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What Does Skin Cancer Look Like?

Your skin is your body’s largest organ and serves as the barrier that protects your body from bacteria and other harmful contaminants. Like any other organ in your body, your skin can develop cancer. According to the Skin Cancer Foundation, 1 in 5 Americans will be affected by skin cancer at some point in their lives.

One of the best ways to protect yourself from skin cancer is to wear broad spectrum SPF every single day, even when it’s cloudy and overcast. It is also recommended that you wear sun protective clothing and hats as often as possible when you are outdoors.

Another strong defense against skin cancer is to be aware of any changes in your skin and have regular check-ups with your dermatologist. If you find a suspicious patch of skin or an abnormal freckle or mole, schedule an appointment immediately.

Skin cancer is not necessarily identifiable with the naked eye. The area of skin in question will need to be thoroughly evaluated and tested by a dermatologist. However, there are clues you can look for when you routinely examine the health and condition of your skin:

Actinic keratosis is a red rough patch of skin on sun-exposed areas of the body, like the face. It’s caused by exposure to the UV light in sunlight. Actinic keratosis is the most common form of precancer and can develop into squamous cell carcinoma if left untreated.

Basal cell carcinoma is the most common form of skin cancer and is usually found on the head and neck. It typically appears on skin as a raised, pearly or waxy pink bump. It can also appear translucent with blood vessels near the skin’s surface.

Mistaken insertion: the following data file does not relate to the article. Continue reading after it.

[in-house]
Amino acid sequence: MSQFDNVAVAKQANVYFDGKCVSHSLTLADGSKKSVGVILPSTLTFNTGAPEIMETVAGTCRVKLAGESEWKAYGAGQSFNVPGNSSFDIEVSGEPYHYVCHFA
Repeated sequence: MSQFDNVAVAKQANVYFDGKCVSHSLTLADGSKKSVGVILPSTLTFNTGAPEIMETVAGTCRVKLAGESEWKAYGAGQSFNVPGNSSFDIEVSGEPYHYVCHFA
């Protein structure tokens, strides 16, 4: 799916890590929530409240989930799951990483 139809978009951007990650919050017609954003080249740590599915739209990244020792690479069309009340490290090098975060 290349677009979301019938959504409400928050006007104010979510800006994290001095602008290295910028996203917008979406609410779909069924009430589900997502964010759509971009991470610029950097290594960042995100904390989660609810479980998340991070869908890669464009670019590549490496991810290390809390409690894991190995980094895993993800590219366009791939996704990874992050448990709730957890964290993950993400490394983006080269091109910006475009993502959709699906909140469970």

Squamous cell carcinoma is found on the outer layer of the epidermis and appears as red, scaly skin lesions. It shows on areas of sun-exposed skin such as the hands, head, neck, lips, and ears.

Melanoma is probably a term you’ve heard more often than any of the above and that’s because it is the most dangerous form of skin cancer, causing about 73% of all skin-cancer related deaths. It occurs on skin cells that create pigment, like a mole. A suspicious mole will display one or more of the following characteristics:

  • Asymmetrical shape
  • Border irregularities
  • Color that isn’t consistent
  • Diameter larger than 6 millimeters
  • Evolving size or shape

The Dermatology Center of Indiana services Frankfort, Kokomo, Lafayette, West Lafayette and Lebanon along with many other cities throughout Indiana. Join us today in one of our locations where you are always welcome!

Disclaim: This blog pro­vides gen­eral infor­ma­tion and dis­cus­sion about medical, cosmetic, mohs, and surgical dermatology. The words and other con­tent pro­vided in this blog, and in any linked mate­ri­als, are not intended and should not be con­strued as med­ical advice. If the reader or any other per­son has a med­ical con­cern, he or she should con­sult with an appropriately-licensed dermatologist or other health care worker.